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AHS helps to conserve the Mount Morgan Coronation Lamp and Boer War Memorial


The Mount Morgan Coronation Lamp and Boer War Memorial is an intriguing site that simultaneously expresses the British Empire’s global reach and the local impact of soldiers’ deaths within their own community.

The Queensland Heritage Register listed monument is looked after by Rockhampton Regional Council, which commissioned AHS to prepare a Conservation Management Plan to provide heritage advice regarding the ongoing maintenance and conservation of the site.

The Coronation Lamp and Boer War Memorial is one of several State heritage listed sites within Mount Morgan including Mount Morgan Railway Station Complex, Mount Morgan State High School, the former Commonwealth Bank, the School of Arts Hall and Library, the former Queensland National Hotel, and the Grand Hotel.

The British Empire’s global reach

Mount Morgan was originally part of the Calliungal pastoral station where gold was discovered by stockman William Mackinlay in 1881. By the late 1880s it had become one of the world’s richest gold deposits and the population had soared to 5,836 people.

The township boomed as the mine’s enormous wealth was realised. Mount Morgan’s state school was founded in 1884 followed by a mail service, churches, a hospital, a branch of the Queensland National Bank and a railway line which opened in June 1898.

As the local community dealt with the challenges created by this rapid growth, tensions elsewhere in the British Empire were leading to armed conflict. On the southern tip of Africa, British colonists and independent republics of Dutch-Afrikaner settlers, known as Boers, fought wars against one another from 1881-1882, and again in 1899-1902.

View of Morgan Street from the East, circa 1910.

Queensland was one of the British colonies to offer troops for the second Boer War. Approximately 20,000 Australian troops served and around 1,000 died from wounds or disease including Private Victor Stanley Jones, the first Australian killed during the conflict. He had lived and worked in Mount Morgan as a Paymaster with the Mount Morgan Gold Mine before enlisting.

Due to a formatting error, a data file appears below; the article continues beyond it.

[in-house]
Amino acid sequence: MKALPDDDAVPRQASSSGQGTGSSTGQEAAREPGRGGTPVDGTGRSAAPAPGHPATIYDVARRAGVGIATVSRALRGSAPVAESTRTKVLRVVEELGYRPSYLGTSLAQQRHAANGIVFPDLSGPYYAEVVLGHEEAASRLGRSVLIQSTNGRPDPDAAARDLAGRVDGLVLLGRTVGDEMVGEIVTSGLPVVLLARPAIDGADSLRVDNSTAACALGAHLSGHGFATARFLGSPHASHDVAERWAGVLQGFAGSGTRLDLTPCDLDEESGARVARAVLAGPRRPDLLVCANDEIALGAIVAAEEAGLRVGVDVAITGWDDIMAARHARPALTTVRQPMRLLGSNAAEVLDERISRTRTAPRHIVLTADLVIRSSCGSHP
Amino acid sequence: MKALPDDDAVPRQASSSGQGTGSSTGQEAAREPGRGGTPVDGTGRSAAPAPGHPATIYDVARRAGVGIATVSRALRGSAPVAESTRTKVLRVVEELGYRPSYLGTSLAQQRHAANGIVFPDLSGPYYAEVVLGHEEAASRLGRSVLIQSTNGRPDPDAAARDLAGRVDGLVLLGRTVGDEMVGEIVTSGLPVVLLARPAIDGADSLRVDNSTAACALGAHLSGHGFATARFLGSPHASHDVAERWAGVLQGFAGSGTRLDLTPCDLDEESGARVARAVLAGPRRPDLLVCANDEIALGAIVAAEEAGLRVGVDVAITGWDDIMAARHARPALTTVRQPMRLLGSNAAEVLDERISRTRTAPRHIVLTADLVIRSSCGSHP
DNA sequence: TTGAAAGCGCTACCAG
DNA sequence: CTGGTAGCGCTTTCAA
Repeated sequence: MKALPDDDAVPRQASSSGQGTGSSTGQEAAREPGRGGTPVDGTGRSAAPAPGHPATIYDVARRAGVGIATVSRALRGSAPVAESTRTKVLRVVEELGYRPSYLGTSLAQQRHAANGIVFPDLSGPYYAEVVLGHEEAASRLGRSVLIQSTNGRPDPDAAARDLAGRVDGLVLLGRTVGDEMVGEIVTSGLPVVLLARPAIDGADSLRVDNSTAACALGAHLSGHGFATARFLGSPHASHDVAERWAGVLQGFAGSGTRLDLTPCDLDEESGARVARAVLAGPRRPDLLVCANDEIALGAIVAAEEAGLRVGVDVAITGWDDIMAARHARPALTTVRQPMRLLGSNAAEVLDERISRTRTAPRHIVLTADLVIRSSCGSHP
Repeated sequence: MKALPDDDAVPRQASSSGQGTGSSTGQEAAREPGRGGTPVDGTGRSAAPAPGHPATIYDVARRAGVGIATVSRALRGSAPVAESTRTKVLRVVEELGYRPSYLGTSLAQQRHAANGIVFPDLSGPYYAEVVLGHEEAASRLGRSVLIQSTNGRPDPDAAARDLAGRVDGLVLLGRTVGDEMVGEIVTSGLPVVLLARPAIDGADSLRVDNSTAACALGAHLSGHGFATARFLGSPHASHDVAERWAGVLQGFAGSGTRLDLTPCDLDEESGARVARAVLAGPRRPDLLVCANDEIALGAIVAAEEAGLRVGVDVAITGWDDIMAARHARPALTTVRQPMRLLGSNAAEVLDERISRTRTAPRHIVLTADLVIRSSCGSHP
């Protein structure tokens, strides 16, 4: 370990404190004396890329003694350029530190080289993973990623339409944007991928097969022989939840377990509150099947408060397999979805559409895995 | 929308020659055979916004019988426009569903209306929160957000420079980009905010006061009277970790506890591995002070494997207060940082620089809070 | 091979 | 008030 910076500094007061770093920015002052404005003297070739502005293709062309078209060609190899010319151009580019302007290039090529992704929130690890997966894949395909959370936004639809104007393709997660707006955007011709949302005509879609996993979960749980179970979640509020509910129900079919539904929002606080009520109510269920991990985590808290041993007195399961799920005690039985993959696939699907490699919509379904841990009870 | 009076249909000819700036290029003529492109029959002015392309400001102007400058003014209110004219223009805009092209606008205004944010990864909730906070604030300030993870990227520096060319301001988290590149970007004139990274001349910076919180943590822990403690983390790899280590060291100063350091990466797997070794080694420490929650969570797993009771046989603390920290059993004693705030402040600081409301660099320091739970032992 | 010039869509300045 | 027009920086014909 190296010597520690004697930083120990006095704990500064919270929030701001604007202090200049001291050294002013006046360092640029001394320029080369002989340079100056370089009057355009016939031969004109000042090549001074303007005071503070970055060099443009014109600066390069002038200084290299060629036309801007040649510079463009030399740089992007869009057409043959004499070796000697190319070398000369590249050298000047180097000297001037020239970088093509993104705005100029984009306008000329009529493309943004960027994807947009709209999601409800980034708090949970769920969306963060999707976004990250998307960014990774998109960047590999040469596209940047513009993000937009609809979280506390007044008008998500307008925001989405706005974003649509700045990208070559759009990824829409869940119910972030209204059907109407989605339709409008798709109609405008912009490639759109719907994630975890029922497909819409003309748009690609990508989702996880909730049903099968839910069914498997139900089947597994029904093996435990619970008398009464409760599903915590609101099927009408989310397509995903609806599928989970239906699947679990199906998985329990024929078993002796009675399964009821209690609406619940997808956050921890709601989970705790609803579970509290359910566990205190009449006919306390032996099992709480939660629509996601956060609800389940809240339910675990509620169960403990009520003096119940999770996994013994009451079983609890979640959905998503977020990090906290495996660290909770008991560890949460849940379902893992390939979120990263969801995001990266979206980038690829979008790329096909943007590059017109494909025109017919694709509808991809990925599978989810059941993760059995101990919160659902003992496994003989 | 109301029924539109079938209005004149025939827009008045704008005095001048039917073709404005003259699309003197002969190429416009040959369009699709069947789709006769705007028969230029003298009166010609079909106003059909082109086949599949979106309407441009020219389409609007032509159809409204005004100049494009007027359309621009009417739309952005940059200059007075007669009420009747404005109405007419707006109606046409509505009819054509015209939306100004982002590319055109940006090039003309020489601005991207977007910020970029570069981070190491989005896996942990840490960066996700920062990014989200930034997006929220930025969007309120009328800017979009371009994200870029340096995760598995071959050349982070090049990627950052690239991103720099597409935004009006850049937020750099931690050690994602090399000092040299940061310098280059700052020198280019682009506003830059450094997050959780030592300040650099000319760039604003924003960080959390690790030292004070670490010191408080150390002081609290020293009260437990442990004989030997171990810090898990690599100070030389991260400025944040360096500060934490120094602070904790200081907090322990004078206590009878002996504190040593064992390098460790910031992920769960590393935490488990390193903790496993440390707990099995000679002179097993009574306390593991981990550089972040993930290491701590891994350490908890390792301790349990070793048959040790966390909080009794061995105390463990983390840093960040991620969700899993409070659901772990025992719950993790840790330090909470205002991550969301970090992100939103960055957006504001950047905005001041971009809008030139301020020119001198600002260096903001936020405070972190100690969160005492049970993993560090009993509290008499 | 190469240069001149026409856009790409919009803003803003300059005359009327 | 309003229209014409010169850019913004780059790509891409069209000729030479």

The second Boer War ended with the signing of the Treaty of Vereeniging in May 1902. A few months later King Edward VII was crowned at London’s Westminster Abbey following the death of Queen Victoria.


Erected on 26 June 1902

The Coronation Lamp and Boer War Memorial was commissioned by the Municipal Council and was probably designed by Arthur Jenkins of Rockhampton, who was the Clerk of Works for construction of Mount Morgan’s Technical College.

The monument was erected at the corner of Morgan and East Streets on 26 June 1902, however it was still unfinished in April 1903 as the marble tablets had not been inlayed. The mayor complained of spelling errors on the inscriptions, but the mason had not been paid and did not reply to correspondence.

This issue may never have been resolved as the current inscription for the coronation memorial tablet appears to have a spelling error in the heading, which reads ‘Erectcb’ rather than ‘Erected’.

It is also unknown if there were originally more than two inscribed marble tablets lining the pedestal. A report in the Morning Bulletin from 1933 suggests the names of fallen soldiers were included on the memorial, while another story published in 1944 implies that only one side was left empty.

ANZAC Day gathering at the Coronation Lamp and Boer War Memorial, 1916.

By 1916 the original lamp’s single lantern with decorative canopy and finial had been replaced by new double corner lanterns. In 1947 the monument was moved to ANZAC Park – it is common for similar commemorative streetlamps to have been relocated from road intersections in Australian towns due to traffic safety concerns.


A significant Mount Morgan landmark since 1902

The Mount Morgan Coronation Lamp and Boer War Memorial was erected at a time when war memorials were uncommon in Queensland and it is currently one of only a few Boer War memorials anywhere in Australia. It is the only such memorial to commemorate both the Boer War and the coronation of King Edward VII.

Although streetlamps were common memorials during the Victorian and early Edwardian periods, this is the only known coronation streetlamp memorial in Queensland.

While it is possible that the base originally featured three inscribed marble tablets, only those for the Boer War and coronation remain today. The tablet listing the soldiers’ names appears to have been lost.

The monument retains a fair level of integrity, with the pedestal and lamp post remaining largely intact since their original construction. However, the topmost portion of the lamp post has undergone numerous changes with the addition of fluorescent lighting fixtures and even parts of a car exhaust pipe.

We hope that in future these unsuitable elements can be replaced with contemporary electric lighting fixtures that are sympathetic to the monument’s original fabric and design.

To discover how we may be able to assist on your next project, contact us today here or phone (07) 3221 0000. You can also connect with us on LinkedIn.

Composite image of the Coronation Lamp and Boer War Memorial showing periodic changes to the lights.

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The Challenge